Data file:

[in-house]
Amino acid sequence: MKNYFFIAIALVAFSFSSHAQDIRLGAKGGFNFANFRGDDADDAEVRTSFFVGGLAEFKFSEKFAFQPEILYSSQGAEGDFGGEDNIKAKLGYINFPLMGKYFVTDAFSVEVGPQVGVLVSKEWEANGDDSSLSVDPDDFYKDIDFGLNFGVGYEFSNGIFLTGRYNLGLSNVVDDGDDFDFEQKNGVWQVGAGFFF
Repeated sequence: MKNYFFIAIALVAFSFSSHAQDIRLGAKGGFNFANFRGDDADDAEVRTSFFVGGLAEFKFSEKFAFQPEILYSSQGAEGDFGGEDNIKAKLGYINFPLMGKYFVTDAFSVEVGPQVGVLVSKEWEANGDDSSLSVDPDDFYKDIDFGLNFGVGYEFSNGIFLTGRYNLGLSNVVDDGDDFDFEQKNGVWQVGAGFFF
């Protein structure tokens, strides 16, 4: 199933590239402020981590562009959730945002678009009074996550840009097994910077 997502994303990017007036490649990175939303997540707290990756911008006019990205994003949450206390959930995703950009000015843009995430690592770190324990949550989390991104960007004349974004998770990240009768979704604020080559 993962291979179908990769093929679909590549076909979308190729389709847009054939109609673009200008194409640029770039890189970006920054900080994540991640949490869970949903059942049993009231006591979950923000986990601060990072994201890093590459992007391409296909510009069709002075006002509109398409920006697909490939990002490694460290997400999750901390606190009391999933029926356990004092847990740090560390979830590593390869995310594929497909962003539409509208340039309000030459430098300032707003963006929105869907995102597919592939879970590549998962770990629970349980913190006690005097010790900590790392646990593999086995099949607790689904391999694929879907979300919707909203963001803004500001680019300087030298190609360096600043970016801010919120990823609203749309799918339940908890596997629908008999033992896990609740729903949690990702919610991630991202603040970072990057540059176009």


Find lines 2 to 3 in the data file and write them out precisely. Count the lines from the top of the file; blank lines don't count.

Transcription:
Amino acid sequence: MKNYFFIAIALVAFSFSSHAQDIRLGAKGGFNFANFRGDDADDAEVRTSFFVGGLAEFKFSEKFAFQPEILYSSQGAEGDFGGEDNIKAKLGYINFPLMGKYFVTDAFSVEVGPQVGVLVSKEWEANGDDSSLSVDPDDFYKDIDFGLNFGVGYEFSNGIFLTGRYNLGLSNVVDDGDDFDFEQKNGVWQVGAGFFF
Repeated sequence: MKNYFFIAIALVAFSFSSHAQDIRLGAKGGFNFANFRGDDADDAEVRTSFFVGGLAEFKFSEKFAFQPEILYSSQGAEGDFGGEDNIKAKLGYINFPLMGKYFVTDAFSVEVGPQVGVLVSKEWEANGDDSSLSVDPDDFYKDIDFGLNFGVGYEFSNGIFLTGRYNLGLSNVVDDGDDFDFEQKNGVWQVGAGFFF